Nowruz, the Iranian new year, in mid-March is followed by a high travel season until early-April. This year, however, it coincided with a pandemic and the high season did not occur, as clearly seen in the graph above. An interesting observation is Tehran Imam Khomeini Airport’s ranking outside of the top three airports, something that has never happened since at least 2010 (2007 was the first year since opening that IKA exclusively handled Tehran’s international traffic) which is as far as public statistics are available. This goes to show how immensely international traffic has been affected relative to domestic travel.

The Iran Civil Aviation Organization (CAO.IRI) has imposed new regulations on Iranian air traffic in order to prevent further outbreak of COVID-19, as quoted below:

  • All international scheduled flights to Iran are only permitted to land at Tehran Imam Khomeini Airport, other airports require special permission.
  • All flights over Iran are only permitted to use Tehran-Mehrabad, Mashhad, Isfahan, Shiraz, Bandar Abbas, Tabriz, Zahedan, Ahvaz, and Kermanshah airports as an alternate airport in case of diversion.
  • All airlines are required to send detailed passenger lists at least one hour before arrival, as instructed by the Ministry of Health.
  • Passengers must fill in a form, called “passengers affidavit”, delivered to them by the airline before boarding.
  • As per the guidelines of the Ministry of Health, all passengers coming from high-risk countries (currently European countries and the US) or low-risk countries with symptoms or suspected symptoms, will be tested for COVID-19 upon arrival. Such passengers will be isolated until their test results are available.
  • Passengers with a positive test result and symptoms of severe illness will be referred to specified hospitals to receive appropriate treatment.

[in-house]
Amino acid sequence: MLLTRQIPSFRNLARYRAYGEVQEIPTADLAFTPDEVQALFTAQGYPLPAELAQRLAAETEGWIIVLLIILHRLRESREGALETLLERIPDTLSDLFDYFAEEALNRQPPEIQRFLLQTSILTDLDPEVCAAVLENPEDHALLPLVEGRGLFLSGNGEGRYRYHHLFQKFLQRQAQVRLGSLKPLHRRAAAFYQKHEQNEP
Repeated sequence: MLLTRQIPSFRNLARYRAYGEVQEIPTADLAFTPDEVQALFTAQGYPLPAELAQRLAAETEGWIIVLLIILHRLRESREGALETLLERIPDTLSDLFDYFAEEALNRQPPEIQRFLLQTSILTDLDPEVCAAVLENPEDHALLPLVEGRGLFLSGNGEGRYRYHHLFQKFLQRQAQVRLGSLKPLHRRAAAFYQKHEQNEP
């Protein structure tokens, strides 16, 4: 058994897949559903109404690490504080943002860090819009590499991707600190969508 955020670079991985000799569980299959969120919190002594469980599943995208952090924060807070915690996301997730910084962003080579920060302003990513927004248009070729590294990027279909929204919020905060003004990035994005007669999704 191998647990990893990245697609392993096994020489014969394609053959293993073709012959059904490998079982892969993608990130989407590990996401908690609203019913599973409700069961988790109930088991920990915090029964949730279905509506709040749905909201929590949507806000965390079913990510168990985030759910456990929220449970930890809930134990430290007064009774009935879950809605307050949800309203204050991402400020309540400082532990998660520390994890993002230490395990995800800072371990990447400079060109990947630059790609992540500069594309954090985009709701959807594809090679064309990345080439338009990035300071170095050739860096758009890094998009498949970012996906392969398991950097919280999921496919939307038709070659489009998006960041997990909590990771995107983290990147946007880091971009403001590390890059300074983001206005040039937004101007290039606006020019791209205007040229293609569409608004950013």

• Passengers who test negative for COVID-19 will be discharged to conduct a two-week self-isolation at home, for whom post-discharge surveillance follow-ups will be carried out on the third, seventh, and fourteenth day afterwards.
  • Passengers with symptoms who test positive for the COVID-19 will be quarantined and given treatment on location. They will be discharged after full recovery in accordance with medical protocols.

Since the borders closed and flights were subsequently cancelled, a number of repatriation flights have been operated both to and from Iran. Most of the repatriation flights to Iran have been from Turkey and the UAE. Lately, there have been more such flights planned from Europe in particular. This extraordinary situation has also resulted in extraordinary occasions, for example, the first Gulf Air flight between Iran and Bahrain since January 2016 to return Bahraini citizens, as well as the first IranAir flight to Madrid since circa 2006 to return Iranian citizens on 4 and 6 May 2020.

In a statement published on 23 April 2020, the International Air Transport Association (IATA) estimated that in Iran, seven million fewer passengers resulting in a USD 1.8 billion revenue loss will risk 206,900 jobs and USD 4.3 billion in contribution to Iran’s economy. The international trade body hence calls on critical government relief measures to Middle East airlines as the COVID-19 impact deepens. The Association of Iranian Airlines (AIRA) also calls on government relief measures in the form of abolishing the 5% municipal tax on airfares, covering the airlines’ loss of IRR 3000B (estimated to Apr 3) in the form of grants or long-term interest rates, as well as calling on the airports to not pursue debt settlements and fees, instead consider discounts.


Photo: Kish International Airport